Hamley Bridge History 2

Hamley Bridge History

Hamley Bridge Show

 

I am not sure when the first show started.  There is mention of a country show being held in Hamley Bridge in 1882 in the South Australian Advertiser, but the first official annual Hamley Bridge Show run by the Hamley Bridge Agricultural, Horticultural and Floricultural Society, was held in 1903.  The HBS became a very popular country show attracting around 2,000 people each year.  The Society purchased 13 acres of land for the show to be held on, and was the only show at the time to be self-funded and not receive tax-payers money in Government grants. After the 1913 HBS, the show was halted during the war years and the depression years.  It resumed again in 1946, after a 33 year break, and was opened by The Premier, Thomas Playford and was attended by over 2,000 people.

During the 1930’s, a Flower and Handicraft Show, was run instead.

1968 is when the last Hamley Bridge Show was held. 

 

1904 Advert of the train times for the Hamley Bridge Show

There are so many shows to choose from, I will highlight on the 1904 show, as I have a photo of part the crowd! 

 

1904 – part of the crowd attending the Hamley Bridge Show 

HAMLEY BRIDGE SHOW - September 1904

Hamley Bridge, the junction of the northern and north-eastern railway systems until four years ago was unable to boast of a show. Then a floral and industrial society held its first exhibition in 1903. This body developed into an agricultural society, and having acquired suitable grounds, conducted a full-fledged country show. Though the success of last year's event was much marred, by wet weather, the ideal atmospheric, conditions which prevailed on Friday, when the second annual show on the new grounds took place, fully compensated for the previous failure. A young society, it is going ahead by leaps and bounds, and its show is certain in the near future to rank among the important northern fixtures. The grounds are 13 acres in extent, and situated at the northern end of the town. The arena, which is suitably fenced, is an admirable one, the reserve being planted with ornamental trees, which in a few years ought to render it very attractive. Recently the iron pavilion has been increased to 50ft. x 70ft., and water is laid on at various points on the property.

  

 Photo taken in 2001 – looks a bit sad and neglected 

The attendance, the entries, and the show in general turned out to be records in every particular, for a good deal of which the society has to thank its hard-working and cool-headed secretary (Mr. M. Finey). The horses provided a very good ring display. Roadsters were prominent, and the jumping proved interesting. There were no high fences to be negotiated, but what jumping there was, was clean, no falls whatever being noticed. Some excellent ponies were seen, some of which were prize takers at Adelaide. Harvesting machinery was fairly well represented. The dairy produce was first class, and the judges considered it worthy of the Adelaide show. The entries were thrice those of last year. Butter, as well as bacon, was particularly fine. The prize merino wool was specially noteworthy for its fine texture and weight. Wheat and chaff were of fair quality and the collections of green fodder very creditable. Rye grass was shown over 6 ft. in height. Vegetables varied considerably in quality, as is usually noticed at northern exhibitions. The flower exhibits were on the whole of a high character.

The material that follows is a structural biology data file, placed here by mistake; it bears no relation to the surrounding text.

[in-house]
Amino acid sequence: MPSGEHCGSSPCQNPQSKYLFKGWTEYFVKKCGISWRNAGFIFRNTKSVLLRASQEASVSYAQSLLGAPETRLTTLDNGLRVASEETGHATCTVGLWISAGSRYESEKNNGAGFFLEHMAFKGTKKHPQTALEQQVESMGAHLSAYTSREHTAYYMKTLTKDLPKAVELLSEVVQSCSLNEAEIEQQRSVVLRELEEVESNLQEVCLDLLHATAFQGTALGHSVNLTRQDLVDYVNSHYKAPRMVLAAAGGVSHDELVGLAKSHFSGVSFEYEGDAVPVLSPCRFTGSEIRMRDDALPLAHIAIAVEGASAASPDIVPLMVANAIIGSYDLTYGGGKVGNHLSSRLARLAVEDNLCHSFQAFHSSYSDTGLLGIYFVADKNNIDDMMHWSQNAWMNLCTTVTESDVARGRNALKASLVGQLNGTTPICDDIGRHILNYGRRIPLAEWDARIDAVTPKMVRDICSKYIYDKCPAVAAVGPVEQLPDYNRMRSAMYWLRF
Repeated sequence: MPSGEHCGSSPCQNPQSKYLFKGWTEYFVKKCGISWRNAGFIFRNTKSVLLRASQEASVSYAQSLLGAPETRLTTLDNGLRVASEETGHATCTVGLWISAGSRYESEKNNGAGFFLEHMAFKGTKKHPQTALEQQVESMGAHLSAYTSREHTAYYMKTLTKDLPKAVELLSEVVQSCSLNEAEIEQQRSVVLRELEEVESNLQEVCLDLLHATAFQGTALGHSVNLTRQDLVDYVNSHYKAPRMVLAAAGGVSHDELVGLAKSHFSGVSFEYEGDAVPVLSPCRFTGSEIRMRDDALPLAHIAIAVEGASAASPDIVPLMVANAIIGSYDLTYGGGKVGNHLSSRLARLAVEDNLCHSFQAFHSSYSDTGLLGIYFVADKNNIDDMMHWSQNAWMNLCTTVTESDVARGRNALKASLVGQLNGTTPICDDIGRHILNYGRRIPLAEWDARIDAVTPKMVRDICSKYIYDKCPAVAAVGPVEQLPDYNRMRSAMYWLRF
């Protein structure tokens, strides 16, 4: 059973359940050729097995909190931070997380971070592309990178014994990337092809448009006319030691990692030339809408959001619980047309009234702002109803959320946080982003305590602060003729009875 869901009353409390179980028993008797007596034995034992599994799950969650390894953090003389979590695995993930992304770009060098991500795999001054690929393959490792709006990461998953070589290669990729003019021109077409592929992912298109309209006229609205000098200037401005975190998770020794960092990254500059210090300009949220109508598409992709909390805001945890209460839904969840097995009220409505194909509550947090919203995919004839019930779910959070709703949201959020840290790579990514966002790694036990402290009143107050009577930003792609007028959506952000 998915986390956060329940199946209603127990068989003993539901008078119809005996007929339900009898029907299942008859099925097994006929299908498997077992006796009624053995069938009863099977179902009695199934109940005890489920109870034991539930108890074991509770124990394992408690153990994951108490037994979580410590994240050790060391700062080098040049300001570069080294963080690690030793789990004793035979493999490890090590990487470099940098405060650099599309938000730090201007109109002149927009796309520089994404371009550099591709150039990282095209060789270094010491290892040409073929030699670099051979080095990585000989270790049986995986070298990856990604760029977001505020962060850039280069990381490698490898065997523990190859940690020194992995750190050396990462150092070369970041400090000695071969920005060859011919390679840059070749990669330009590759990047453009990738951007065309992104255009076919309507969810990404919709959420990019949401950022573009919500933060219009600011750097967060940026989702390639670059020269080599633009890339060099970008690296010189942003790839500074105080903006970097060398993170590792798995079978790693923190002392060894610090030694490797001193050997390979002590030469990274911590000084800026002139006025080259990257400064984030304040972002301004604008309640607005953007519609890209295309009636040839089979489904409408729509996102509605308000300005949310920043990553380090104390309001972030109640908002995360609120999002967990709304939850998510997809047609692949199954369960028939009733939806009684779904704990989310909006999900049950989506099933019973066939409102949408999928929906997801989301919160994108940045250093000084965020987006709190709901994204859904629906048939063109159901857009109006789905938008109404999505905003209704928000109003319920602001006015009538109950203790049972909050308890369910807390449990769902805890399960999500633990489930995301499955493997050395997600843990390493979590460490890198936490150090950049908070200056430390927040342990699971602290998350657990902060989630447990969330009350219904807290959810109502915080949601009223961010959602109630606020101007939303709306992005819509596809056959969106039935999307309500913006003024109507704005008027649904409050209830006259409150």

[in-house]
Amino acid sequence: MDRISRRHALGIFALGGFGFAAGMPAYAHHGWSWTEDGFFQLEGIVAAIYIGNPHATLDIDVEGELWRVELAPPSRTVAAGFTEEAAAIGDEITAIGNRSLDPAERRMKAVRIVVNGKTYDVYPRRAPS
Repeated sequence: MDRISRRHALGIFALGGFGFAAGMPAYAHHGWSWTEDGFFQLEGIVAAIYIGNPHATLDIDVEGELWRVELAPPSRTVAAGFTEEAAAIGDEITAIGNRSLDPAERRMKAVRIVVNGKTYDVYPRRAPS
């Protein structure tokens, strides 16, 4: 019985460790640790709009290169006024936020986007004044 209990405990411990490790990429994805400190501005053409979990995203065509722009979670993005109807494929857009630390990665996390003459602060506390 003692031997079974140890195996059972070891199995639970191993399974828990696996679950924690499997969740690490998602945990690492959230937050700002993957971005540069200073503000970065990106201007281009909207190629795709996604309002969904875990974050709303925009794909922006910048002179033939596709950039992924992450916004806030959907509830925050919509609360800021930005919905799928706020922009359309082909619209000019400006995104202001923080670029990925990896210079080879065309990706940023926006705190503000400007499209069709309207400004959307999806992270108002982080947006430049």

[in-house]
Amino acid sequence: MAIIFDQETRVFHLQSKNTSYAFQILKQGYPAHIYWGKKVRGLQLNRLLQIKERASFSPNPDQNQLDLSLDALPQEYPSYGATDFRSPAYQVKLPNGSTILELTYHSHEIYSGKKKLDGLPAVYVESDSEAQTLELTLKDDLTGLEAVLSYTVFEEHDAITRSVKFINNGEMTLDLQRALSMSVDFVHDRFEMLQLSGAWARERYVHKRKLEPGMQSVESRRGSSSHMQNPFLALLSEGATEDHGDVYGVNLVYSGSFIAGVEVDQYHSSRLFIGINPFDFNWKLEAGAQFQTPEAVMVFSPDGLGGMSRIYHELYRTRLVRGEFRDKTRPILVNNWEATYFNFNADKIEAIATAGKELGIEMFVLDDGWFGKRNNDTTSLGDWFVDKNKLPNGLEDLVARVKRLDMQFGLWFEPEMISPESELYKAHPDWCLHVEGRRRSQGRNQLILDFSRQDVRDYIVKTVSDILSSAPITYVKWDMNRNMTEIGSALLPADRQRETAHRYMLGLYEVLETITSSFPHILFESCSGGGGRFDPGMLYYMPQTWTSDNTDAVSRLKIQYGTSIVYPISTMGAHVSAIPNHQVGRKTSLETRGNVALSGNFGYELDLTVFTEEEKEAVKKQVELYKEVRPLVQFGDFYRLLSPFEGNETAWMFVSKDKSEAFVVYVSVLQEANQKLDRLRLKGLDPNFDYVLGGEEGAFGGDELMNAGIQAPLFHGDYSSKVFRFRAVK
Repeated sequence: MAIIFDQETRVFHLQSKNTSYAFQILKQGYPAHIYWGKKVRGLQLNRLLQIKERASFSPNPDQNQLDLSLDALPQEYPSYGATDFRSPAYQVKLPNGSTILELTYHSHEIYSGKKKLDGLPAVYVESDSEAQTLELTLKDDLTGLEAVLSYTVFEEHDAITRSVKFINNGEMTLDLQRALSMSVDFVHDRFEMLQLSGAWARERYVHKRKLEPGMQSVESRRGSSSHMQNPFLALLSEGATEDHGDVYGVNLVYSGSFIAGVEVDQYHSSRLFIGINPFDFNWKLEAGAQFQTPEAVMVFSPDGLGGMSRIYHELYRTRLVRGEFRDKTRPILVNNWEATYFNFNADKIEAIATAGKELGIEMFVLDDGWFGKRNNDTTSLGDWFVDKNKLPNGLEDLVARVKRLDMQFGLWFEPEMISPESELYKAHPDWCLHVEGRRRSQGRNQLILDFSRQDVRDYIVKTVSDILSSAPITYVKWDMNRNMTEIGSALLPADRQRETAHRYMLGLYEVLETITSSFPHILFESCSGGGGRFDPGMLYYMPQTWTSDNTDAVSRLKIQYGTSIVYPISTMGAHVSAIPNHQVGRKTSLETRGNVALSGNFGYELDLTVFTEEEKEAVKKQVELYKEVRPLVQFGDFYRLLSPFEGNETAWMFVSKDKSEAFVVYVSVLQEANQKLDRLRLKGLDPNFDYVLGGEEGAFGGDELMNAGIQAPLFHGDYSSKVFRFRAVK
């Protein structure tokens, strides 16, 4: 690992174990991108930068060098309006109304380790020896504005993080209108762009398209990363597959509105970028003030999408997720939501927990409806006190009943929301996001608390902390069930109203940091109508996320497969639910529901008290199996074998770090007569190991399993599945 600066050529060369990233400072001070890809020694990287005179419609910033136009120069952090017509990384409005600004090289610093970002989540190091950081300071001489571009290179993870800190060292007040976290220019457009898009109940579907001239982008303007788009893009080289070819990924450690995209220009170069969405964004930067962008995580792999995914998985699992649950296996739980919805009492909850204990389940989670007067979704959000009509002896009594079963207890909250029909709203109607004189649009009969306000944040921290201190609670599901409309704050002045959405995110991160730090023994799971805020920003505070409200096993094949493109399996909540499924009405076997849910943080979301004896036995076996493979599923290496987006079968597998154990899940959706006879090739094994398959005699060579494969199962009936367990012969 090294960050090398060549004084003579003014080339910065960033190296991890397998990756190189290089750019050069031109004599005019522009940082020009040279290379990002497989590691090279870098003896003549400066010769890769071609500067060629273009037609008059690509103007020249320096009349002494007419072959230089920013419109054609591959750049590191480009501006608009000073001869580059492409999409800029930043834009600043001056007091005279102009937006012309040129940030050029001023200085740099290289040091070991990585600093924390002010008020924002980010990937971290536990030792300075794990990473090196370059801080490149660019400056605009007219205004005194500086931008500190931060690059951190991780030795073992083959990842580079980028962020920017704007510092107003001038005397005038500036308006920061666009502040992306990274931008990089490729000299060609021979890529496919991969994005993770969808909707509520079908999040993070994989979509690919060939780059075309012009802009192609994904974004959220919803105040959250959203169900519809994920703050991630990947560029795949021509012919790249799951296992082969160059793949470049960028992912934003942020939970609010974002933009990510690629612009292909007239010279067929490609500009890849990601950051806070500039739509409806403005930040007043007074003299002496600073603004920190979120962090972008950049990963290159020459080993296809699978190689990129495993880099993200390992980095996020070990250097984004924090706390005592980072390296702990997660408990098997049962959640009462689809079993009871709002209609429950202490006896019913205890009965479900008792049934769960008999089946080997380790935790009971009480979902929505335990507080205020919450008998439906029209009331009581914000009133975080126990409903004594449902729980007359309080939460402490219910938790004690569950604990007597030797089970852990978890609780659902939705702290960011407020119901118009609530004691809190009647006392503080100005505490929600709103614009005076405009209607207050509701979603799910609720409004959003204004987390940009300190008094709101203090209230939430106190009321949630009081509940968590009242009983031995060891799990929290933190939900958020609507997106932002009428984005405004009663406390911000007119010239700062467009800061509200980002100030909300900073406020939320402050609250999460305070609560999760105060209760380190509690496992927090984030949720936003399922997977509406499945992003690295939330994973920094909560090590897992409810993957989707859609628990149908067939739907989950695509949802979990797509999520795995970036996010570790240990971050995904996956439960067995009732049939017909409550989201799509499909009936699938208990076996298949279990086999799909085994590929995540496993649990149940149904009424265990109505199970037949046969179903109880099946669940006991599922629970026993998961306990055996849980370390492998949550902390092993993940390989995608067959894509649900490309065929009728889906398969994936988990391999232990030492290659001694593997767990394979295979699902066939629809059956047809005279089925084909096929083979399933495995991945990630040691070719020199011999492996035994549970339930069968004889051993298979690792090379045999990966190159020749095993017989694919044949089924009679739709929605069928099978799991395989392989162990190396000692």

In the poultry section there were 250 entries of fowls alone, the Game birds being particularly good. A similar remark applied to Wyandottes, Orpingtons, Leghorns, Plymouth Rocks, and Malays. Some exhibitors of breeding pens, containing a cock and three hens, showed as many as four varieties in one cage, instead of placing birds of one sort together. In ducks and geese competition was restricted. Dogs were fairly numerous. Features of the inside show were the displays of cookery, art, and school work. The art collection was stronger than last year, both numerically and in point of quality. The judge of the school work (Mr. H. A. Curtis) considered all the exhibits of great credit to the teachers, and he specially commended Miss Venning, of the Alma North school, and Miss Cameron, of Dalkey Hill. The Marrabel school also met with considerable success.

During, the afternoon the Hamley Bridge Brass Band discoursed some good music, and in the evening an entertainment was given in the new Institute Hall. The officials of the society are:-

President, Mr. J. Black; vice-president, Mr. J. Doyle; executive committee, Dr. Dawkins, Messrs. M. McCabe, J. Freebairn, J. Bell, J. G. Traeger, R. P. Hoepner, A. G. Brock, J. Tamblyn, A. P. Buckerfield, F. J. Hill, J. T. Quinn, and F. Bohnsack. 

 

The 1904 Show Committee 

Attendances for the Hamley Bridge Show:

1903 – unknown

1904 – unknown people and 1300 entries

1905 – unknown

1906 – unknown

1907 – unknown people and 1,200 entries

1908 – 2,000 people and 1,500 entires

1909 – nearly 3,000 people and 1,400 entries

1910 – 2,500 people and unknown entries

1911 – good attendance and unknown entries

1912 – 1,428 people and unknown entries

1913 – 1,532 people and unknown entries

1946 – over 2,000 people and unknown entries

1947 – nearly 3,000 people and 2,000 entries

1949 – 2,500 people and more than 2,000 entires

1950 – over 3,000 people and 2,000 entries

1953 – nearly 2,500 people and unknown entries

All figures are approximate and from various sources